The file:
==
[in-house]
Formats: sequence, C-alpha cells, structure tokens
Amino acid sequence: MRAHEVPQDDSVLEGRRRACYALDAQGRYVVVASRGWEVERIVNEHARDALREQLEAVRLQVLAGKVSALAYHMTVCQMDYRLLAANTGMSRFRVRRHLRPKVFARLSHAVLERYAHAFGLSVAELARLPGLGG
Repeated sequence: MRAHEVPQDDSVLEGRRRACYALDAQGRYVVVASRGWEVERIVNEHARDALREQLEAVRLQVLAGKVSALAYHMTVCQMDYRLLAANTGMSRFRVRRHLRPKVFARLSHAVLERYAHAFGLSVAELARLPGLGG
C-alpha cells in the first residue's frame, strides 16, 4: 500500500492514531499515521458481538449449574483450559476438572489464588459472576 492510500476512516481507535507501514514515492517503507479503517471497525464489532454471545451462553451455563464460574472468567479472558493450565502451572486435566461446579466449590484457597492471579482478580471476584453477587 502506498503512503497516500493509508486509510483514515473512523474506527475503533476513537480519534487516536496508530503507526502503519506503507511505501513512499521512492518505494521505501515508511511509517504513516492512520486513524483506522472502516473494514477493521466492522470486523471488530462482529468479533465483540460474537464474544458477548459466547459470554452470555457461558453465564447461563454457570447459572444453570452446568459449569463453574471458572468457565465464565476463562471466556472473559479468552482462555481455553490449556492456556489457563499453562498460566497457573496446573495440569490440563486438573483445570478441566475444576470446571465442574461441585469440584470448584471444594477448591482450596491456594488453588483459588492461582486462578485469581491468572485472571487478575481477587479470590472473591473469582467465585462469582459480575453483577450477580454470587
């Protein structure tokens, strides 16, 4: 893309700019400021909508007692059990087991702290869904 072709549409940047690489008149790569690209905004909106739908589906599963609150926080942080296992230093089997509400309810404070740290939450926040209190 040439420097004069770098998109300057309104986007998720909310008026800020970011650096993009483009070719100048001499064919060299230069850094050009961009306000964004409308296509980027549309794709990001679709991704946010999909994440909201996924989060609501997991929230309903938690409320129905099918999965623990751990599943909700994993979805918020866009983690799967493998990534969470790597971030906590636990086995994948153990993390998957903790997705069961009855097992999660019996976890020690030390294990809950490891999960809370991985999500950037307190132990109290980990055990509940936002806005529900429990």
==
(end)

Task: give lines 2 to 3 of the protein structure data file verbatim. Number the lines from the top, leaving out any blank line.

Formats: sequence, C-alpha cells, structure tokens
Amino acid sequence: MRAHEVPQDDSVLEGRRRACYALDAQGRYVVVASRGWEVERIVNEHARDALREQLEAVRLQVLAGKVSALAYHMTVCQMDYRLLAANTGMSRFRVRRHLRPKVFARLSHAVLERYAHAFGLSVAELARLPGLGG